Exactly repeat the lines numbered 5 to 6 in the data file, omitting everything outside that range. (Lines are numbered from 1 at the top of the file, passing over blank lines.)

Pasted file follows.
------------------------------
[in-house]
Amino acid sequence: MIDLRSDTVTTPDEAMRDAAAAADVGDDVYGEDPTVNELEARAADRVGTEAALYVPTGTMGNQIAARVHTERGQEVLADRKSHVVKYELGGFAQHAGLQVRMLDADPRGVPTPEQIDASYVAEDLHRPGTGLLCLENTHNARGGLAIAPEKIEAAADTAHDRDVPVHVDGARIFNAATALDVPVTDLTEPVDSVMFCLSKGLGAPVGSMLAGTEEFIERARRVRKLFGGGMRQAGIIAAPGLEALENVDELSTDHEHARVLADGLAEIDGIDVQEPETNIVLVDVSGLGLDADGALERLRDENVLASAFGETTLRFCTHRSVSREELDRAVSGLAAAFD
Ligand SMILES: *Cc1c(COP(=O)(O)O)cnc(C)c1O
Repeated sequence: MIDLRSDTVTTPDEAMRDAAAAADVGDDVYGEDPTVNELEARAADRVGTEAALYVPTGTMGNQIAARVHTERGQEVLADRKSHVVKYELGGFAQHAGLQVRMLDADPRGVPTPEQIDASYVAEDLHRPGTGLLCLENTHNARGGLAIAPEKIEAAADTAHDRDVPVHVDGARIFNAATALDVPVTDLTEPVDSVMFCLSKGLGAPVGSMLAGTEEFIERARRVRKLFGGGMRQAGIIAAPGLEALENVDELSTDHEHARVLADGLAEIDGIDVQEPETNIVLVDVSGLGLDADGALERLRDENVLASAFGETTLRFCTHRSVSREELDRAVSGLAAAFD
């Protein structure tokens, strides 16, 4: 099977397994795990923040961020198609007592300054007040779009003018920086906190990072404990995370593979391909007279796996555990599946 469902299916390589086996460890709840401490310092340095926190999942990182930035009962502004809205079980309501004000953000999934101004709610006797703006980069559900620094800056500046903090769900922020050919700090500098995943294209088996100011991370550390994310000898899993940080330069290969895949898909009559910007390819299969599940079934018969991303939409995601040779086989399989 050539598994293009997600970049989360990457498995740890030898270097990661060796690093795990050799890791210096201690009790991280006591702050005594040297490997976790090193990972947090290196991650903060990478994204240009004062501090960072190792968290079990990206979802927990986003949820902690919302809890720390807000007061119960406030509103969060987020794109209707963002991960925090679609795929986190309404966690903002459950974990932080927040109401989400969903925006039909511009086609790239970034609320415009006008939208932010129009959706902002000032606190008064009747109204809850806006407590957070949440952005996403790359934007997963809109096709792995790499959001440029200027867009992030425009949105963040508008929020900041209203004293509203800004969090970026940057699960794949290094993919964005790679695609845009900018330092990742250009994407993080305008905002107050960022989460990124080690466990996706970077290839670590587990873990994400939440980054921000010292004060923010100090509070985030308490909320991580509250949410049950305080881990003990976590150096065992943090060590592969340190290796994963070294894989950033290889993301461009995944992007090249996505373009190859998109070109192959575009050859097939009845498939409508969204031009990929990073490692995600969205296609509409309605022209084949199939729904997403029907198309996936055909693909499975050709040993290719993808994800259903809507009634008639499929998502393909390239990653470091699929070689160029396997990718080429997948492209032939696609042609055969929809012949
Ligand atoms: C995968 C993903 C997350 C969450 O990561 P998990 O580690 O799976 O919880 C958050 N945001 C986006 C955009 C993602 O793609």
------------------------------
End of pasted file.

């Protein structure tokens, strides 16, 4: 099977397994795990923040961020198609007592300054007040779009003018920086906190990072404990995370593979391909007279796996555990599946 469902299916390589086996460890709840401490310092340095926190999942990182930035009962502004809205079980309501004000953000999934101004709610006797703006980069559900620094800056500046903090769900922020050919700090500098995943294209088996100011991370550390994310000898899993940080330069290969895949898909009559910007390819299969599940079934018969991303939409995601040779086989399989 050539598994293009997600970049989360990457498995740890030898270097990661060796690093795990050799890791210096201690009790991280006591702050005594040297490997976790090193990972947090290196991650903060990478994204240009004062501090960072190792968290079990990206979802927990986003949820902690919302809890720390807000007061119960406030509103969060987020794109209707963002991960925090679609795929986190309404966690903002459950974990932080927040109401989400969903925006039909511009086609790239970034609320415009006008939208932010129009959706902002000032606190008064009747109204809850806006407590957070949440952005996403790359934007997963809109096709792995790499959001440029200027867009992030425009949105963040508008929020900041209203004293509203800004969090970026940057699960794949290094993919964005790679695609845009900018330092990742250009994407993080305008905002107050960022989460990124080690466990996706970077290839670590587990873990994400939440980054921000010292004060923010100090509070985030308490909320991580509250949410049950305080881990003990976590150096065992943090060590592969340190290796994963070294894989950033290889993301461009995944992007090249996505373009190859998109070109192959575009050859097939009845498939409508969204031009990929990073490692995600969205296609509409309605022209084949199939729904997403029907198309996936055909693909499975050709040993290719993808994800259903809507009634008639499929998502393909390239990653470091699929070689160029396997990718080429997948492209032939696609042609055969929809012949
Ligand atoms: C995968 C993903 C997350 C969450 O990561 P998990 O580690 O799976 O919880 C958050 N945001 C986006 C955009 C993602 O793609």